I told you how big a fan I am of the forthcoming book You Are a Badass by Jen Sincero, but I wanted to share some ways it's influenced my thinking and actions recently.
1. Thursday night, I had just landed in Toronto, was in the depths of my cold's fogginess, and decided I wanted the kale salad at Lola's Kitchen. Somehow, in my haste, though I said Church Street when entering the taxi, I'd typed "College" on my phone so wound up having to take an extra long cab ride. When I realized we were going in the wrong direction, I lost it. I started crying. I was so mad at myself because I was tired and hungry and sick, and that meant I would miss the Feminist Porn Awards pre-party at Good for Her, which I then thought was a signal that my whole endeavor covering the awards would be a failure. I considered skipping dinner and going straight to the party, but instead, I went to the restaurant and had orange juice and watermelon juice and nachos and purple kale salad and was still a bit delirious when I got to that night's screening, but at a certain point I gave up on the idea of going to the party. I let it go. I realized I had to be in that moment, taking care of myself, in order to be present for the rest of the weekend.
2. Last year, an incident occurred in which I was asked to not attend an event. That's all you need to know for the purposes of this post, because what I want to talk about is my reaction. I was hurt, angry and upset, but instead of standing up for myself, I caved. I thought, This person is right, and I will do what is being asked, even though it went against my core values. Even though I didn't have any respect for that person before that moment and certainly didn't afterward. But because I caved, because I assumed that if that was being asked of me that that is what I deserved, I lost out. The upside is that, after I spent much too long agonizing about the unfairness of this situation, I realized that this didn't mean I didn't belong in that world at all, and that if I wanted to belong, all I had to do was invite myself. It's a free country, after all. So I did, and you know what? Just by virtue of showing up, I have been educated, enlightened and entertained by that world. I've gotten so much back from simply showing up, and all of it has served to validate me that I don't need anyone's permission, and that anyone who would seek to exclude me isn't someone I should waste even a millisecond on. So I stopped, and my life has been so much freer, mentally and in other ways, since I stopped caring. Putting my energy into the wrong places and people is a way to zap me of my strength, and I need every last ounce of it. This idea of letting go of your past to be a better person in the present and future is a key one in the book, and one I keep having to reapply and remind myself of its total truth.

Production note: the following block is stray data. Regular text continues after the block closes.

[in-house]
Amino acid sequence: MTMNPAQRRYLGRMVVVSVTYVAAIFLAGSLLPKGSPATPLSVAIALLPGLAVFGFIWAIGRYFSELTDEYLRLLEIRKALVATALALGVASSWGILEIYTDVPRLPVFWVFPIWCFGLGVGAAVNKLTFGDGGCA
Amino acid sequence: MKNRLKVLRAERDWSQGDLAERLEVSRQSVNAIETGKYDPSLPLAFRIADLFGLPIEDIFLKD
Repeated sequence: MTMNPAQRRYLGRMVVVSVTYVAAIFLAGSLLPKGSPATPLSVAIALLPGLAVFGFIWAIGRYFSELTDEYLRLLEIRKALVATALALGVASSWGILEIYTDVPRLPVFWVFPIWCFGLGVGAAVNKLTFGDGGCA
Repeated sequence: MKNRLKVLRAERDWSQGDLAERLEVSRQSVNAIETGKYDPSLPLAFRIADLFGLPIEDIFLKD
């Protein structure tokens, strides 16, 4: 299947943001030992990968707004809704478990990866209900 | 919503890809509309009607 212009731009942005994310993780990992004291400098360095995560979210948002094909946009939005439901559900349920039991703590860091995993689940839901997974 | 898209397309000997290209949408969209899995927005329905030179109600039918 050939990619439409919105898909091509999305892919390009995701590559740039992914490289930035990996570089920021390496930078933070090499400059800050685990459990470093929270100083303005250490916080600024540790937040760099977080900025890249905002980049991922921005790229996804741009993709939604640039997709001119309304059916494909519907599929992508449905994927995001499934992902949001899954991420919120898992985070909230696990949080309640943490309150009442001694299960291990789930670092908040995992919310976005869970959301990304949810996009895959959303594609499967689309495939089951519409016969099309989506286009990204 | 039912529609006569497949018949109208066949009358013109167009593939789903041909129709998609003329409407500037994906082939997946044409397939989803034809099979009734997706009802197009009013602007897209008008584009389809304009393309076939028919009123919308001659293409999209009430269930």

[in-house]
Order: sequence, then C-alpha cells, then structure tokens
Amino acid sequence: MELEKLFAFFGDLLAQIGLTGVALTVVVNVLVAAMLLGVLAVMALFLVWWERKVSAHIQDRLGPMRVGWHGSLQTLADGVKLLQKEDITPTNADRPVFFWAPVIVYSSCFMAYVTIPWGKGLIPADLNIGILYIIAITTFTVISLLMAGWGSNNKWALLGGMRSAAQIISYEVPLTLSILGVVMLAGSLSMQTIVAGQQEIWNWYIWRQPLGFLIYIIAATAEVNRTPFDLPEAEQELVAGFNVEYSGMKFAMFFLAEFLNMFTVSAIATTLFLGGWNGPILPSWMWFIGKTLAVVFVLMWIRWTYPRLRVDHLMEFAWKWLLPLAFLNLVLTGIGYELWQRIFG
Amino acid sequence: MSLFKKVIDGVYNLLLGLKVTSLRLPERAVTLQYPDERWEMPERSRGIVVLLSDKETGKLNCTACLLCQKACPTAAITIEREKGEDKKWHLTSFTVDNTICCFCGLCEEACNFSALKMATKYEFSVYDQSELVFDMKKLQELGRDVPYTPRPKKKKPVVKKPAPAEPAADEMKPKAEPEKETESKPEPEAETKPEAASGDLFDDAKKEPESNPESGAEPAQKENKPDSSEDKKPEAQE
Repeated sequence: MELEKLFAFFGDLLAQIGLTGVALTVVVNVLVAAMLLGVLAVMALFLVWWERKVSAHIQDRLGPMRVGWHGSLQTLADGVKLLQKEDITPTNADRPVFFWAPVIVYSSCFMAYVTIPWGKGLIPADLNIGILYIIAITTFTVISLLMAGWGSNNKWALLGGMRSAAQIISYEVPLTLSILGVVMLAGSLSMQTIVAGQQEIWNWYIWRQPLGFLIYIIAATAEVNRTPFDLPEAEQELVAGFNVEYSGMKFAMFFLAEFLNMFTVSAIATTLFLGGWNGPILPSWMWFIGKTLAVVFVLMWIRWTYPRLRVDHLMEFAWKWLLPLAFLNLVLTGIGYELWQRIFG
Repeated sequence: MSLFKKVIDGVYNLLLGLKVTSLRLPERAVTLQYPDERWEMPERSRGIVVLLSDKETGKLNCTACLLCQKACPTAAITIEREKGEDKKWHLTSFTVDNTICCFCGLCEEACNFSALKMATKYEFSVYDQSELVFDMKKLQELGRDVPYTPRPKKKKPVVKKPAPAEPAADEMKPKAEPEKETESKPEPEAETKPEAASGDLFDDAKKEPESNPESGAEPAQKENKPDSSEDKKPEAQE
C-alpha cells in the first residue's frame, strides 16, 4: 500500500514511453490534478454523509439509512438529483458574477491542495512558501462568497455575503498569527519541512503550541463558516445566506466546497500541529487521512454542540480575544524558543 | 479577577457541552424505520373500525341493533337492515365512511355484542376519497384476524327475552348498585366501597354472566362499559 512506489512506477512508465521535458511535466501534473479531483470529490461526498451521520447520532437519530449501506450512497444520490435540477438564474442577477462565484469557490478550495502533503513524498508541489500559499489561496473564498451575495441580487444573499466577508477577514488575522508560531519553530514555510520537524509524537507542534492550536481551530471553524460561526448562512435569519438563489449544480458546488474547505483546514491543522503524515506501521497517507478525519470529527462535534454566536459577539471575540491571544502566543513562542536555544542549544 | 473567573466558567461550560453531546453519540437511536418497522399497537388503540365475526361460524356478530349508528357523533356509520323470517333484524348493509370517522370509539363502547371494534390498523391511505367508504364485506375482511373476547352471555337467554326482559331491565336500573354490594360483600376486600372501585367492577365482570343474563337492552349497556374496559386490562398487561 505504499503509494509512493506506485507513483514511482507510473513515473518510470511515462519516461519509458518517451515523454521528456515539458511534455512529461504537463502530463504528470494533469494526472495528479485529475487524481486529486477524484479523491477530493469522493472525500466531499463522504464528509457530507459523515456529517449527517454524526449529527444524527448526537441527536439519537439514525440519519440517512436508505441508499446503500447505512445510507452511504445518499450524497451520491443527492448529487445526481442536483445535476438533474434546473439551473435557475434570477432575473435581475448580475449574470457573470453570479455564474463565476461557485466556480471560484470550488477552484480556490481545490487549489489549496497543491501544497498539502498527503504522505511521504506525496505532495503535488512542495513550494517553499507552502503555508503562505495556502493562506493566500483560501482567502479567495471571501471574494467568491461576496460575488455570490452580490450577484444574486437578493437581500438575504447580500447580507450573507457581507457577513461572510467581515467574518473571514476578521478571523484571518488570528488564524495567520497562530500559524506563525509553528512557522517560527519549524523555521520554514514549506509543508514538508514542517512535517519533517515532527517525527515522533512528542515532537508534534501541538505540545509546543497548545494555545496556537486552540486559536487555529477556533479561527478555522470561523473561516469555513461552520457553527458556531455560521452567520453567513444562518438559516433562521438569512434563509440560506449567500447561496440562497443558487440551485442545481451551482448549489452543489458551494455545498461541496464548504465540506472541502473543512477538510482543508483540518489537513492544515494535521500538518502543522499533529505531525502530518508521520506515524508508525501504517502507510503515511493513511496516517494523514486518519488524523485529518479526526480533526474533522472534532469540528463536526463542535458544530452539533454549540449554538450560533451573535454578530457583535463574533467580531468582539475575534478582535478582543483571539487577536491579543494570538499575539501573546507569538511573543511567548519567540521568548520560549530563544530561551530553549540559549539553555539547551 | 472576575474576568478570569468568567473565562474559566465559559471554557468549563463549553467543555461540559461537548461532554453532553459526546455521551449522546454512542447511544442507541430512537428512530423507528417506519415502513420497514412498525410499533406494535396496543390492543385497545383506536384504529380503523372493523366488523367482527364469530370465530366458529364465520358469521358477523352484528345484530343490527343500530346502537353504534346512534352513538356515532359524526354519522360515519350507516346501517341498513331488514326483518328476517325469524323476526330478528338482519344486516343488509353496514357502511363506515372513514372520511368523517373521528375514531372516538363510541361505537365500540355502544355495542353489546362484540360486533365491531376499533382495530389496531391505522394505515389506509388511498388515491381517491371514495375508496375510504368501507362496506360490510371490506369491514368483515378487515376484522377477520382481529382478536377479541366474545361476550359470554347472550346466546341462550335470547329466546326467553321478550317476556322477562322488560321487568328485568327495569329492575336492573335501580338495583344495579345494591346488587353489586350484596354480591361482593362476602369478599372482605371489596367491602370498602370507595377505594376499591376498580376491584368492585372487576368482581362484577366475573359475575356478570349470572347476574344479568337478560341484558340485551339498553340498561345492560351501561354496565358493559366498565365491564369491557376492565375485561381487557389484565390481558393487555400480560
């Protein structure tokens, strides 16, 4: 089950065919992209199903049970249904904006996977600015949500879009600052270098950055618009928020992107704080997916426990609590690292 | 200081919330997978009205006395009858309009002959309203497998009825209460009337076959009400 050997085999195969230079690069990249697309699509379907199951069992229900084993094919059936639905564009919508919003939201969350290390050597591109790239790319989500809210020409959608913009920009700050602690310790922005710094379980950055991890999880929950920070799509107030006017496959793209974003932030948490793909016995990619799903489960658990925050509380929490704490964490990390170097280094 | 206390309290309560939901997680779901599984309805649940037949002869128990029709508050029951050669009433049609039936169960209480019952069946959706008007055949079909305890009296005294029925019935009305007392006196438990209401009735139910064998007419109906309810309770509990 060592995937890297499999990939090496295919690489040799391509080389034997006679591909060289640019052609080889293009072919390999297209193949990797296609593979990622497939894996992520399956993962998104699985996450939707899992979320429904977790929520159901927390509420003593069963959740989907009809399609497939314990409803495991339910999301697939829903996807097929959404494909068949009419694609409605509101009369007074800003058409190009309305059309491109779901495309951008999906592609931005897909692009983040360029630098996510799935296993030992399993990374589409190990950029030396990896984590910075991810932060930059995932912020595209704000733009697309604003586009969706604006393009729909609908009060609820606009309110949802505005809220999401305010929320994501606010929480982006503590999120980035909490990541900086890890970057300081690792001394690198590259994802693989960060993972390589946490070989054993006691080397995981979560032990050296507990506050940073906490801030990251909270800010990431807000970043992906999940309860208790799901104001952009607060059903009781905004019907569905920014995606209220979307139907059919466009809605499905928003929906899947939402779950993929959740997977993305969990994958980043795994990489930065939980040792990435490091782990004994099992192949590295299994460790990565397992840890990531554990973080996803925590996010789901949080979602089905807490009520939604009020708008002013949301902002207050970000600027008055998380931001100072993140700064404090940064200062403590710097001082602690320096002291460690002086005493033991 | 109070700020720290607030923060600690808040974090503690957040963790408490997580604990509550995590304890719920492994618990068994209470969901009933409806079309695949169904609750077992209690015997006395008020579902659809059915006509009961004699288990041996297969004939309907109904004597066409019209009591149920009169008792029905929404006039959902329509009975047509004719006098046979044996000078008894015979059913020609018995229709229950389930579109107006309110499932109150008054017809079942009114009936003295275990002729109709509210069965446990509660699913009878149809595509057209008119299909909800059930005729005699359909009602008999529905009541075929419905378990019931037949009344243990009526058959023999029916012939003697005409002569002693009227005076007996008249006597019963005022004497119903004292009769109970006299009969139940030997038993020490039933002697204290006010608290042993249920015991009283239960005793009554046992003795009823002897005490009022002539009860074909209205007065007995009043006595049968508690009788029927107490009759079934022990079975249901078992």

3. I was at the coat check at the Feminist Porn Awards, and the cost was $2 Canadian. Someone in front of me only had U.S. currency and they were going to let her pay with that, but I had a $5 Canadian bill, so I just paid for her (and tipped the extra $1). I'm not saying this was a revolutionary act, but it made me feel good, and hopefully made her feel good, and it was inspired by reading Sincero and realizing that I can take action at this very moment to get to where I want to be. Not every action is huge and grand, but each is a building block, like weight lifting, where the smaller actions gradually come together and create a whole greater than the sum of its parts.
4. I am a creature of habit and love routines, which so often become ingrained to the point that when life throws up an obstacle I freak out. Like last night, when I went to get on the J train at JFK and found it closed for the weekend. I'm still recovering from a cold and pretty exhausted and was cursing myself and the MTA and wondering if I should turn around and take a cab. Instead, I got on the E train and discovered that I could take it to the G train, which is also near my home, and I got there in probably the same amount of time my normal route would've taken. I only let myself freak out for a few second, I didn't cry or throw a tantrum or feel like the world was against me. I just thought, so this is what it's like to be back in NYC, and got on the train, and had a seat the whole time, on both trains.
5. Today it was stating succinctly, and fully believing, "I can't afford travel unless I have a paid speaking gig attached to it." Because it's not just that the times I've done that I've wasted money; it's that I've put myself out as someone who doesn't deserve to get paid, and that means that gigs can get canceled at the drop of a hat, because there's no contract, because I haven't put it out into the universe that I'm a businesswoman and, while a creative soul, I need to make a living if I'm going to continue doing the work that I do. It means that when I spend money in ways that don't either further my business or add something as valuable as their price to my personal life, I am selling myself short, thereby enabling others to do so, because I haven't demanded more. This switch in thinking about money is going to be a long slot, but is one I am realizing that, if I ever want to be a parent, I need to enact immediately. Not just because I don't want to set a horrible precedent for my children around money, I want to be able to raise them in a way that affords me the time and energy to take care of them to the best of my abilities.